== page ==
The Condition of Education contains indicators on the state of education in the United States, from prekindergarten through postsecondary education, as well as labor force outcomes and international comparisons. Beginning with the 2021 edition, the Condition of Education also includes indicators from the former Indicators of School Crime and Safety. This year’s edition also includes two Spotlight indicators, which use experimental data from the Household Pulse Survey to examine preliminary educational impacts of the coronavirus pandemic, particularly related to online learning at both the K-12 and postsecondary levels.
Prepared to Teach and WestEd Release Three New Reports on Financially Sustainable Teacher Preparation
All three reports examine the needs of candidates and preparation programs, then offer strategies to make high-quality preparation accessible for more new teachers. The reports are informed by conversations with faculty, administrators, program leaders, and teachers; analyses of data from a finance-focused survey of teacher candidates; and on-the-ground knowledge from the authors’ years working to research, document, and support high-quality practices in teacher preparation.
Following a February survey of school districts that illustrated a persistent teacher shortage in the state, the Illinois Association of Regional Superintendents of Schools has released policy recommendations calling for better benefits and more lenient certification in an effort to reverse the trend. The IARSS, which serves as an intermediary between local school districts and the Illinois State Board of Education, had the survey conducted between September and October to see how school districts were faring with the supply of professional and substitute teachers during the 2020-21 school year amid the coronavirus pandemic.
As diversification of the educator pipeline remains a critical concern for education systems around the country, researchers, teacher preparation programs and policymakers have identified numerous supports and solutions that can help to address this need. For example, the Call Me Mister® Initiative has championed the importance of recruitment, tuition assistance, academic support and the use of cohorts in teacher preparation programs. These approaches can be found in many other places including Rowan University, Relay Graduate School of Education, Man Up and The Center for Black Educator Development. While these efforts are making considerable inroads, we need more pathways — and quickly — into the teaching profession for educators of color because they are needed in classrooms now.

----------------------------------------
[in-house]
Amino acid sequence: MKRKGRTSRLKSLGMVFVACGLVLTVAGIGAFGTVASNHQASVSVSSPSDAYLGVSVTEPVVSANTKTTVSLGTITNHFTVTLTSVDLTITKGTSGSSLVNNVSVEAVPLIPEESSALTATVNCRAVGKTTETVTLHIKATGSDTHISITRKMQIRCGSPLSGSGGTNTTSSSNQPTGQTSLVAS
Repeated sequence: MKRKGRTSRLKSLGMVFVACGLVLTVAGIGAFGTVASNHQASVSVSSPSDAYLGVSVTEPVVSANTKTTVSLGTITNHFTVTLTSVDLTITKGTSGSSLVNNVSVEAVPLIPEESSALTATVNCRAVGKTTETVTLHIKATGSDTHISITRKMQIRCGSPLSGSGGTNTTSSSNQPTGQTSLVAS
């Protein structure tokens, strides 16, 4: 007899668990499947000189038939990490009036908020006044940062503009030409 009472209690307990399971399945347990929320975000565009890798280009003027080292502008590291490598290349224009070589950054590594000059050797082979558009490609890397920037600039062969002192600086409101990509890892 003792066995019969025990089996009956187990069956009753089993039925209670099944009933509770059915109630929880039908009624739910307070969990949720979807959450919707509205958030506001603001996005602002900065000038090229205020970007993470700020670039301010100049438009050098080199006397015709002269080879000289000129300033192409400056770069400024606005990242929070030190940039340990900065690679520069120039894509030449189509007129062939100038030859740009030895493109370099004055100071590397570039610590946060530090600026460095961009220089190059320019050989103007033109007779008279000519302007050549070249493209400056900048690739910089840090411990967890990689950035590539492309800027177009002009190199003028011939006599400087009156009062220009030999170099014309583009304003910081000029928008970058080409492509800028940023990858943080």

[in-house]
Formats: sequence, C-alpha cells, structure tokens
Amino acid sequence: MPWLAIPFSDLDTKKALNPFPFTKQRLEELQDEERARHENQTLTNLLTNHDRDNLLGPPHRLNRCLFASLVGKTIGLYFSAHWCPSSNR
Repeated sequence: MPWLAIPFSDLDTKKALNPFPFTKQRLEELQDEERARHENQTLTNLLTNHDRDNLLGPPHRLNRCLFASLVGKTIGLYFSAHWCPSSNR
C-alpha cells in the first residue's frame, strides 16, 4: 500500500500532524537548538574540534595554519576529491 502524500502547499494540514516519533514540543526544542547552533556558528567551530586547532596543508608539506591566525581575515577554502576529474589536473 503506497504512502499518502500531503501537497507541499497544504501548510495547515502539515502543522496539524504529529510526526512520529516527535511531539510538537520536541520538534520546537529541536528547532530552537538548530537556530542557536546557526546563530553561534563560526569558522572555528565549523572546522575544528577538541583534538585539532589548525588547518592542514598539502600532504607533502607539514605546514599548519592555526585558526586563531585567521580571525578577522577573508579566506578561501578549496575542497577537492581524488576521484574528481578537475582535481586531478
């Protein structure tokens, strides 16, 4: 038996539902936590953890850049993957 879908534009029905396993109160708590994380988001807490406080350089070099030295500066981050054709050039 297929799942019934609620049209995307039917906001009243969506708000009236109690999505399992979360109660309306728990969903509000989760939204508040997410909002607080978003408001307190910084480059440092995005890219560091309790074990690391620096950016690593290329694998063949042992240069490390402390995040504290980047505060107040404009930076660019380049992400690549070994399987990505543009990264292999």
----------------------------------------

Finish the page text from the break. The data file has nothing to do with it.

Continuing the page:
While formative and diagnostic assessments are useful tools to gauge students’ academic status, they should be administered with a specific purpose and in coordination with other measures of student learning and social and emotional wellbeing, a group of education leaders said in a webinar Tuesday hosted by the Learning Policy Institute and AASA, The School Superintendents Association.
Educators and students across the country are wrapping up one of the most challenging and exhausting years of their academic careers. The ongoing pandemic, 14 months and counting, has resulted in an erratic, inadequate, and inequitable experience for students, families, and educators. The compounded impact of months of interrupted schooling has been well documented. As educators look ahead, many are planning to implement strategies to help students make up lost ground and access rigorous on grade-level content. This is the right mindset.
The COVID-19 pandemic has set back learning for millions of students and exacerbated existing educational inequalities countrywide. A recent study by McKinsey Analysis found that Black, Latinx and lower-income students are less likely to have access to high-quality remote learning, resulting in their falling further behind and expanding the achievement gap by 15% to 20%. To help these students overcome pandemic learning loss, the Partnering Aspiring Teachers with High-Need Schools (PATHS) to Tutor Act was introduced on February 25 by a bipartisan group, including Senators Cory Booker (D-NJ), John Cornyn (R-TX), Chris Murphy (D-CT), and Susan Collins (R-ME).
The analysis shows that K-12 teachers are often offered different, worse retirement benefits than those offered to public higher education employees. When compared with higher education employees, K-12 teachers are less likely to have choice over their retirement benefits, they have to serve longer to qualify for those benefits, and the benefits are worth less. Moreover, the K-12 sector is more burdened by unfunded liabilities, whereas higher education retirement plans are able to direct a higher share of employer contributions straight toward employee benefits.